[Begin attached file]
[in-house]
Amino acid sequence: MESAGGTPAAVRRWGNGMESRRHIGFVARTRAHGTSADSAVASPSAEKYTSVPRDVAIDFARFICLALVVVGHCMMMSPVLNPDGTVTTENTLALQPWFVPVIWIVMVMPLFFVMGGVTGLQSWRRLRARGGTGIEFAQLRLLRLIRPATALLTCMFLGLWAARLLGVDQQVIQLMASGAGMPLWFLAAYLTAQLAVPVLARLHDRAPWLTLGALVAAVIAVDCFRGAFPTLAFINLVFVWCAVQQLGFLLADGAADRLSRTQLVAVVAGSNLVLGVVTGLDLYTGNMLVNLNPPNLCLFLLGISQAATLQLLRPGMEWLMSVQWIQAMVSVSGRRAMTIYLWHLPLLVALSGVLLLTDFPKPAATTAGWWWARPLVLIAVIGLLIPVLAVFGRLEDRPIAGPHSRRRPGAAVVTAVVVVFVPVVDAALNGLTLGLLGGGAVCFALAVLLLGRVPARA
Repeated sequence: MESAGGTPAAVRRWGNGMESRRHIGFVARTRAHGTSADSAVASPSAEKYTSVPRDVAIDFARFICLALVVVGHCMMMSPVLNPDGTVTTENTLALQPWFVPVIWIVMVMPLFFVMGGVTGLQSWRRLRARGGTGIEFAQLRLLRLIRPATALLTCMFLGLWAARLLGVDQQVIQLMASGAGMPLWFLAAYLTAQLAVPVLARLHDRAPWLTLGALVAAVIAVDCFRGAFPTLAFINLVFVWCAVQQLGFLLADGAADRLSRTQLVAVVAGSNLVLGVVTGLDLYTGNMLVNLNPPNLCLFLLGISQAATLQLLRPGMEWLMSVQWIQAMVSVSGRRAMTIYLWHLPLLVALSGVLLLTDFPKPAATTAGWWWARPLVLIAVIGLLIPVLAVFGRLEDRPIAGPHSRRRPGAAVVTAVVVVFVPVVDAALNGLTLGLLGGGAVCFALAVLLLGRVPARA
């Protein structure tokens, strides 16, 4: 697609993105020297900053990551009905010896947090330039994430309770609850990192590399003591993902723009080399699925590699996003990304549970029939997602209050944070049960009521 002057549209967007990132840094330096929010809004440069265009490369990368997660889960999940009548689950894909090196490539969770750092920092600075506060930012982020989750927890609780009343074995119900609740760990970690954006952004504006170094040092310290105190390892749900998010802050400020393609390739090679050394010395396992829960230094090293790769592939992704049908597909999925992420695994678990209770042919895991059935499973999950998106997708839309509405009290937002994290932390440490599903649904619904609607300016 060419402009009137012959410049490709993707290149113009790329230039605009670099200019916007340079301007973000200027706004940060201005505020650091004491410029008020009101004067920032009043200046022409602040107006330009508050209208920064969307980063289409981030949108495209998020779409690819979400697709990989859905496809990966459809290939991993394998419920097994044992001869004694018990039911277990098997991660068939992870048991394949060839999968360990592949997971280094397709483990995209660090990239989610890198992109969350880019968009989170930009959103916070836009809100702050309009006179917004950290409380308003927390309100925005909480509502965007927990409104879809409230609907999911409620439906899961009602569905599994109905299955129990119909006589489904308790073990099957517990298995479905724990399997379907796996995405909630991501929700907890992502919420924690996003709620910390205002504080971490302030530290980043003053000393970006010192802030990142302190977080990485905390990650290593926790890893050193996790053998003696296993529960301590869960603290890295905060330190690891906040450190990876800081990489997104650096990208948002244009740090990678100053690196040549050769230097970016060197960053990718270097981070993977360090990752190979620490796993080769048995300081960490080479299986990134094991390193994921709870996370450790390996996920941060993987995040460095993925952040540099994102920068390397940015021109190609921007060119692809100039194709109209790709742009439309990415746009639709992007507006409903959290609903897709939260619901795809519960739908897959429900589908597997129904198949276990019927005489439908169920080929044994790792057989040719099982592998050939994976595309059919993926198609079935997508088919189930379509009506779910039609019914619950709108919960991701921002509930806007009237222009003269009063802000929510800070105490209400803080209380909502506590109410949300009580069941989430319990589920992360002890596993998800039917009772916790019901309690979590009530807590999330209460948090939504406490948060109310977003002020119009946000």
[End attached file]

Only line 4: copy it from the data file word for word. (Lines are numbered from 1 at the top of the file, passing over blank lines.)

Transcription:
């Protein structure tokens, strides 16, 4: 697609993105020297900053990551009905010896947090330039994430309770609850990192590399003591993902723009080399699925590699996003990304549970029939997602209050944070049960009521 002057549209967007990132840094330096929010809004440069265009490369990368997660889960999940009548689950894909090196490539969770750092920092600075506060930012982020989750927890609780009343074995119900609740760990970690954006952004504006170094040092310290105190390892749900998010802050400020393609390739090679050394010395396992829960230094090293790769592939992704049908597909999925992420695994678990209770042919895991059935499973999950998106997708839309509405009290937002994290932390440490599903649904619904609607300016 060419402009009137012959410049490709993707290149113009790329230039605009670099200019916007340079301007973000200027706004940060201005505020650091004491410029008020009101004067920032009043200046022409602040107006330009508050209208920064969307980063289409981030949108495209998020779409690819979400697709990989859905496809990966459809290939991993394998419920097994044992001869004694018990039911277990098997991660068939992870048991394949060839999968360990592949997971280094397709483990995209660090990239989610890198992109969350880019968009989170930009959103916070836009809100702050309009006179917004950290409380308003927390309100925005909480509502965007927990409104879809409230609907999911409620439906899961009602569905599994109905299955129990119909006589489904308790073990099957517990298995479905724990399997379907796996995405909630991501929700907890992502919420924690996003709620910390205002504080971490302030530290980043003053000393970006010192802030990142302190977080990485905390990650290593926790890893050193996790053998003696296993529960301590869960603290890295905060330190690891906040450190990876800081990489997104650096990208948002244009740090990678100053690196040549050769230097970016060197960053990718270097981070993977360090990752190979620490796993080769048995300081960490080479299986990134094991390193994921709870996370450790390996996920941060993987995040460095993925952040540099994102920068390397940015021109190609921007060119692809100039194709109209790709742009439309990415746009639709992007507006409903959290609903897709939260619901795809519960739908897959429900589908597997129904198949276990019927005489439908169920080929044994790792057989040719099982592998050939994976595309059919993926198609079935997508088919189930379509009506779910039609019914619950709108919960991701921002509930806007009237222009003269009063802000929510800070105490209400803080209380909502506590109410949300009580069941989430319990589920992360002890596993998800039917009772916790019901309690979590009530807590999330209460948090939504406490948060109310977003002020119009946000």